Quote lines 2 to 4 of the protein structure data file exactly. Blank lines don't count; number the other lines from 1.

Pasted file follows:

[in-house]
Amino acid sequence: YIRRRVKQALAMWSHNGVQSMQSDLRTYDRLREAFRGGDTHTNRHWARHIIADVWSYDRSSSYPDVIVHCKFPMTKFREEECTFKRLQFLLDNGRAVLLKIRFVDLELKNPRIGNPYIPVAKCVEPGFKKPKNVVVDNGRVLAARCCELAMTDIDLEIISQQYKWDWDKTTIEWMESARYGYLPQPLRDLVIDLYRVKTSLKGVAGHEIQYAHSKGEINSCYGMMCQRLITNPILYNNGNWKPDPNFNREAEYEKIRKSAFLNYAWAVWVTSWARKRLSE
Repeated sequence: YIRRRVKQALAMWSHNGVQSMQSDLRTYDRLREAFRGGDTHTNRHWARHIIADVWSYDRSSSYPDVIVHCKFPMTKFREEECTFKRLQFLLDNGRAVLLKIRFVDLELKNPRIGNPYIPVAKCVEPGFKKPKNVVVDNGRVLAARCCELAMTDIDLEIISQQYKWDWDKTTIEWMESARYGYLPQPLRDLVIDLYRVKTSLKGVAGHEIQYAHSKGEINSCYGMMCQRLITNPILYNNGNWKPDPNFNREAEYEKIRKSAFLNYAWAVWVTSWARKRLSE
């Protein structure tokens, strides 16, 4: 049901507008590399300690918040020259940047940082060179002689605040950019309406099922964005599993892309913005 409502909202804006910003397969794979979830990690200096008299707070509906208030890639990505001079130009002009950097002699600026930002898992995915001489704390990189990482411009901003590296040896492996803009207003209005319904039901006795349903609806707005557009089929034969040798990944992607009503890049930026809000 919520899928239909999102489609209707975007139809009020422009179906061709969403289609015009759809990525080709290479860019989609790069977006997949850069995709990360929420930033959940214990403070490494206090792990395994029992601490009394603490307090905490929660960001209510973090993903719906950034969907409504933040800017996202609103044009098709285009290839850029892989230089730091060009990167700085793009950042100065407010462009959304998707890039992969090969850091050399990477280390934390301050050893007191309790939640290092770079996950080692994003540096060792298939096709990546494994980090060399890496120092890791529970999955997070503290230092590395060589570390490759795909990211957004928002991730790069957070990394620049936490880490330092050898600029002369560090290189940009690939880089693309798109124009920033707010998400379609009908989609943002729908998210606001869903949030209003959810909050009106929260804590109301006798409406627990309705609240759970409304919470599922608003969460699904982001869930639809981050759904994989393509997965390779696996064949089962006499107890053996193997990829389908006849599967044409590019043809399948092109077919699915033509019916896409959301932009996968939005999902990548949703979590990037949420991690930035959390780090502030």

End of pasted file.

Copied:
Amino acid sequence: YIRRRVKQALAMWSHNGVQSMQSDLRTYDRLREAFRGGDTHTNRHWARHIIADVWSYDRSSSYPDVIVHCKFPMTKFREEECTFKRLQFLLDNGRAVLLKIRFVDLELKNPRIGNPYIPVAKCVEPGFKKPKNVVVDNGRVLAARCCELAMTDIDLEIISQQYKWDWDKTTIEWMESARYGYLPQPLRDLVIDLYRVKTSLKGVAGHEIQYAHSKGEINSCYGMMCQRLITNPILYNNGNWKPDPNFNREAEYEKIRKSAFLNYAWAVWVTSWARKRLSE
Repeated sequence: YIRRRVKQALAMWSHNGVQSMQSDLRTYDRLREAFRGGDTHTNRHWARHIIADVWSYDRSSSYPDVIVHCKFPMTKFREEECTFKRLQFLLDNGRAVLLKIRFVDLELKNPRIGNPYIPVAKCVEPGFKKPKNVVVDNGRVLAARCCELAMTDIDLEIISQQYKWDWDKTTIEWMESARYGYLPQPLRDLVIDLYRVKTSLKGVAGHEIQYAHSKGEINSCYGMMCQRLITNPILYNNGNWKPDPNFNREAEYEKIRKSAFLNYAWAVWVTSWARKRLSE
């Protein structure tokens, strides 16, 4: 049901507008590399300690918040020259940047940082060179002689605040950019309406099922964005599993892309913005 409502909202804006910003397969794979979830990690200096008299707070509906208030890639990505001079130009002009950097002699600026930002898992995915001489704390990189990482411009901003590296040896492996803009207003209005319904039901006795349903609806707005557009089929034969040798990944992607009503890049930026809000 919520899928239909999102489609209707975007139809009020422009179906061709969403289609015009759809990525080709290479860019989609790069977006997949850069995709990360929420930033959940214990403070490494206090792990395994029992601490009394603490307090905490929660960001209510973090993903719906950034969907409504933040800017996202609103044009098709285009290839850029892989230089730091060009990167700085793009950042100065407010462009959304998707890039992969090969850091050399990477280390934390301050050893007191309790939640290092770079996950080692994003540096060792298939096709990546494994980090060399890496120092890791529970999955997070503290230092590395060589570390490759795909990211957004928002991730790069957070990394620049936490880490330092050898600029002369560090290189940009690939880089693309798109124009920033707010998400379609009908989609943002729908998210606001869903949030209003959810909050009106929260804590109301006798409406627990309705609240759970409304919470599922608003969460699904982001869930639809981050759904994989393509997965390779696996064949089962006499107890053996193997990829389908006849599967044409590019043809399948092109077919699915033509019916896409959301932009996968939005999902990548949703979590990037949420991690930035959390780090502030």